While sitting quietly on the sidelines about the important tax measures, the Chalkboard Project is a prime cheerleader for Oregon's Race to the Bottom application. Also from their communications director:
Superintendent Castillo has said that preparing a Race to the Top proposal is not just about winning the money, it is about creating a plan to improve education in our state. The money would allow us to move faster, but without it the state still plans to pursue reforms that would support effective teachers, turnaround low performing schools, etc. As you've seen in the news, states are making changes already before any federal money has been given out. [E-mail correspondence, 12/21/09]
Oregon MIGHT win a one-time donation of a few hundred bucks per kid (a paltry sum, and hardly enough to make any kind of real changes), but just the temptation of this Race to Stupidity is enough to entice a competition to see who can draw up the most awful reform package. Oregon isn't pushing a Louisiana-like agenda, nor are we explicit about expanding charter schools (although it's implied in the application), but we have pretty much everyone beat when it comes to the most awful reading programs. Get a puke-bag ready, you'll need it.

You remember DIBELS, right? Meet Easy CBM, yet another "reading" program cooked up by the idiots at the University of Oregon. The current RttB draft for my state involves using this program with our longitudinal data system, a perfect way to track how many words kids can spit out in 30 or 60 seconds. This is considered formative assessment, but, of course, it's little more than mindless test prep, complete with multiple choice questions and timed reading quizzes, all feeding into Oregon's data-driven insanity. Easy CBM is programmed to use these kinds of assessments for all Oregon students in grades K through 8. Good luck finding the words "book" or "library" in Oregon's application - those are relics of the past, evidently.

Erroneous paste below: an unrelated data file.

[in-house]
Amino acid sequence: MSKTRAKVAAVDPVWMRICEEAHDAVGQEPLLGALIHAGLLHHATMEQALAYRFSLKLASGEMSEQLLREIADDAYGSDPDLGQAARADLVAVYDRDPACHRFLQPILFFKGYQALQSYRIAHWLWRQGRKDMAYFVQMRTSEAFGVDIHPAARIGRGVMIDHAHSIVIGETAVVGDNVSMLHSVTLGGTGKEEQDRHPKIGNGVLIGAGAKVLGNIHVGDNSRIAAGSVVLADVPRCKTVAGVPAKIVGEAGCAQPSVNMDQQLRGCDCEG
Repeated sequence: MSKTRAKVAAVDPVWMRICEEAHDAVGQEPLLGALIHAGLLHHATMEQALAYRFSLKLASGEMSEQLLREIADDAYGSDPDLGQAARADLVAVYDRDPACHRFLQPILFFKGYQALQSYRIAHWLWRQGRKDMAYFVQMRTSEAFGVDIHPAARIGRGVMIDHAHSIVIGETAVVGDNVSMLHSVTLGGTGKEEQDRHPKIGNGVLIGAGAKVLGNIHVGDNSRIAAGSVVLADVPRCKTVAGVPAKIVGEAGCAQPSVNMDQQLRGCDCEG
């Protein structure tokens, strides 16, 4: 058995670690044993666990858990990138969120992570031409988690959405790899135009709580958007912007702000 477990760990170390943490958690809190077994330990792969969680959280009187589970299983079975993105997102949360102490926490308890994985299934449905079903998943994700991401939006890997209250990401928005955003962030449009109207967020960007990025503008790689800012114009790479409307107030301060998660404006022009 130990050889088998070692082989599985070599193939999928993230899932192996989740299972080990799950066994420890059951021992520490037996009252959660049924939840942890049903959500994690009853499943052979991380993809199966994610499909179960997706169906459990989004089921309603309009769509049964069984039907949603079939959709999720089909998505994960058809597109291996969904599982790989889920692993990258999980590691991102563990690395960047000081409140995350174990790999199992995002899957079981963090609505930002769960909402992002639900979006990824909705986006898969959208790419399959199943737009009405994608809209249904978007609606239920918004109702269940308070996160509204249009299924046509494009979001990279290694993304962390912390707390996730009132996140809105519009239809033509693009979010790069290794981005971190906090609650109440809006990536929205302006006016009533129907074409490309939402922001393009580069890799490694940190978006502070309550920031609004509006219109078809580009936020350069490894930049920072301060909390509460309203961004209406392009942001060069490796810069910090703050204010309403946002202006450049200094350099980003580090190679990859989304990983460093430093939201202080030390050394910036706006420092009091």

One of the major "researchers" for this program is none other than Dr. Gerald Tindal, who sat on the Secretary's Reading Leadership Academy Assessment Committee with Dr. Edward Kame'enui, Deborah Simmons, and Roland Good, three other notorious U of O edu-idiots. The other main researcher, Julie Alonzo, is a 2007 U of O grad, which means she probably had the chance to study under the aforementioned reading terrorists cooking up assessments down in Eugene. What'd she do before going to U of O? Worked as a high school teacher, but now she's helping decide how Oregon's K-8 kids should learn how to read. Brilliant, just brilliant.